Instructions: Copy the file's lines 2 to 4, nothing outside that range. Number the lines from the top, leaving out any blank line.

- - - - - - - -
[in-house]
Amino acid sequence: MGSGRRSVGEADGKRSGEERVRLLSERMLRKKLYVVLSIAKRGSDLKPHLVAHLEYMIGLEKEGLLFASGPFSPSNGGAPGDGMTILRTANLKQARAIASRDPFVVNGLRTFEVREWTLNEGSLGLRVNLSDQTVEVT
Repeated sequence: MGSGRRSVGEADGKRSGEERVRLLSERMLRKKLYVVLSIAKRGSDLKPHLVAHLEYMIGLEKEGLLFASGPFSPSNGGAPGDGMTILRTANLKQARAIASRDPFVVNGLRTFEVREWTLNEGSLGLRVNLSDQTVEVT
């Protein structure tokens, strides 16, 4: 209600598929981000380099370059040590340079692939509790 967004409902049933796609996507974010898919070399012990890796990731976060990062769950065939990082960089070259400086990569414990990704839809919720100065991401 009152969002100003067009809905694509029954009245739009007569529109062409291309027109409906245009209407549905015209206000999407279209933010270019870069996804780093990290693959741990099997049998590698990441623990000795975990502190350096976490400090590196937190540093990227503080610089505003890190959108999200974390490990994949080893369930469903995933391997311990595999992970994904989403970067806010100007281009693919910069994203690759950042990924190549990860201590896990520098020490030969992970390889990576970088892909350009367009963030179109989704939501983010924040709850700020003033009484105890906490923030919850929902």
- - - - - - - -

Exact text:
Amino acid sequence: MGSGRRSVGEADGKRSGEERVRLLSERMLRKKLYVVLSIAKRGSDLKPHLVAHLEYMIGLEKEGLLFASGPFSPSNGGAPGDGMTILRTANLKQARAIASRDPFVVNGLRTFEVREWTLNEGSLGLRVNLSDQTVEVT
Repeated sequence: MGSGRRSVGEADGKRSGEERVRLLSERMLRKKLYVVLSIAKRGSDLKPHLVAHLEYMIGLEKEGLLFASGPFSPSNGGAPGDGMTILRTANLKQARAIASRDPFVVNGLRTFEVREWTLNEGSLGLRVNLSDQTVEVT
């Protein structure tokens, strides 16, 4: 209600598929981000380099370059040590340079692939509790 967004409902049933796609996507974010898919070399012990890796990731976060990062769950065939990082960089070259400086990569414990990704839809919720100065991401 009152969002100003067009809905694509029954009245739009007569529109062409291309027109409906245009209407549905015209206000999407279209933010270019870069996804780093990290693959741990099997049998590698990441623990000795975990502190350096976490400090590196937190540093990227503080610089505003890190959108999200974390490990994949080893369930469903995933391997311990595999992970994904989403970067806010100007281009693919910069994203690759950042990924190549990860201590896990520098020490030969992970390889990576970088892909350009367009963030179109989704939501983010924040709850700020003033009484105890906490923030919850929902």